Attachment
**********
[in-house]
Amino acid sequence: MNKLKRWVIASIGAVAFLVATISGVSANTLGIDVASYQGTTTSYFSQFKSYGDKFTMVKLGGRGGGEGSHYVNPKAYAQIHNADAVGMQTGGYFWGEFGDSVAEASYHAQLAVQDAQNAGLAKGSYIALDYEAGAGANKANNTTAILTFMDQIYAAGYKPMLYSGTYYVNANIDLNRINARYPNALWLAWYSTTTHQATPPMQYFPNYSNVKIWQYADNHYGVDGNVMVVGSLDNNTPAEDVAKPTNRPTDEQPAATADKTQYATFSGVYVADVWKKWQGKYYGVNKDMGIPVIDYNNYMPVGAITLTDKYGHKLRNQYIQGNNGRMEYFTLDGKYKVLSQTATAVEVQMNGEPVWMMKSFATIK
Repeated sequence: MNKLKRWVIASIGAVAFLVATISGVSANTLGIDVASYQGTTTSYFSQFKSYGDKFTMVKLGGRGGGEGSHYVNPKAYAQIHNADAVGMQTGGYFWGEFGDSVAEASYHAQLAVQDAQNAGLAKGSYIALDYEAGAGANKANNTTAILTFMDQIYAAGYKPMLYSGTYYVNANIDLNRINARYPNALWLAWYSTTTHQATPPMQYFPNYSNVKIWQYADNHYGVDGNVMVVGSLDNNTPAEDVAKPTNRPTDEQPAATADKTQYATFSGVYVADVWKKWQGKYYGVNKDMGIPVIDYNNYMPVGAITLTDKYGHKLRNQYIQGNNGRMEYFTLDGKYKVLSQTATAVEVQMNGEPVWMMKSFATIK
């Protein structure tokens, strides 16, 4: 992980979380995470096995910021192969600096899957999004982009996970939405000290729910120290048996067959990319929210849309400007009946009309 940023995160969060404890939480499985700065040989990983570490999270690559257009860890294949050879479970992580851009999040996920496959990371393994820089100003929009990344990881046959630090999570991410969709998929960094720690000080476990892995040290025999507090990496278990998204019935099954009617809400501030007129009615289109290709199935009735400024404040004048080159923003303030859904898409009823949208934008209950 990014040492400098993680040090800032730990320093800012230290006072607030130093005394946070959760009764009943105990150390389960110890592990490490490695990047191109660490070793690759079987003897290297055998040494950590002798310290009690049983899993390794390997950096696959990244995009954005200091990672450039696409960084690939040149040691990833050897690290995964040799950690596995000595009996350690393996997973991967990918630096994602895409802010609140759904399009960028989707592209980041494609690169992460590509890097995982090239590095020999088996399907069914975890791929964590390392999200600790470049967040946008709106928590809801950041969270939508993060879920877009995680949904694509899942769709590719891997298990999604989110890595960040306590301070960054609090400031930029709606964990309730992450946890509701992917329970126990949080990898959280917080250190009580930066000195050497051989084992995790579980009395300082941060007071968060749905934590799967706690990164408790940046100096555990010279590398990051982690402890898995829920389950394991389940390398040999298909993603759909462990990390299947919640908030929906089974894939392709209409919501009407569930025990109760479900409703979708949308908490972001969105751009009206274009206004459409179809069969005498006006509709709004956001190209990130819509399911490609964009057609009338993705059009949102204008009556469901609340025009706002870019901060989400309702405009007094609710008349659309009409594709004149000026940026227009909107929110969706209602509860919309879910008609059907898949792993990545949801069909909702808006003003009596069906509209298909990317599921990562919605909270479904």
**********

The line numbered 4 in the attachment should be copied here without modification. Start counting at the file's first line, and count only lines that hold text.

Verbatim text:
């Protein structure tokens, strides 16, 4: 992980979380995470096995910021192969600096899957999004982009996970939405000290729910120290048996067959990319929210849309400007009946009309 940023995160969060404890939480499985700065040989990983570490999270690559257009860890294949050879479970992580851009999040996920496959990371393994820089100003929009990344990881046959630090999570991410969709998929960094720690000080476990892995040290025999507090990496278990998204019935099954009617809400501030007129009615289109290709199935009735400024404040004048080159923003303030859904898409009823949208934008209950 990014040492400098993680040090800032730990320093800012230290006072607030130093005394946070959760009764009943105990150390389960110890592990490490490695990047191109660490070793690759079987003897290297055998040494950590002798310290009690049983899993390794390997950096696959990244995009954005200091990672450039696409960084690939040149040691990833050897690290995964040799950690596995000595009996350690393996997973991967990918630096994602895409802010609140759904399009960028989707592209980041494609690169992460590509890097995982090239590095020999088996399907069914975890791929964590390392999200600790470049967040946008709106928590809801950041969270939508993060879920877009995680949904694509899942769709590719891997298990999604989110890595960040306590301070960054609090400031930029709606964990309730992450946890509701992917329970126990949080990898959280917080250190009580930066000195050497051989084992995790579980009395300082941060007071968060749905934590799967706690990164408790940046100096555990010279590398990051982690402890898995829920389950394991389940390398040999298909993603759909462990990390299947919640908030929906089974894939392709209409919501009407569930025990109760479900409703979708949308908490972001969105751009009206274009206004459409179809069969005498006006509709709004956001190209990130819509399911490609964009057609009338993705059009949102204008009556469901609340025009706002870019901060989400309702405009007094609710008349659309009409594709004149000026940026227009909107929110969706209602509860919309879910008609059907898949792993990545949801069909909702808006003003009596069906509209298909990317599921990562919605909270479904």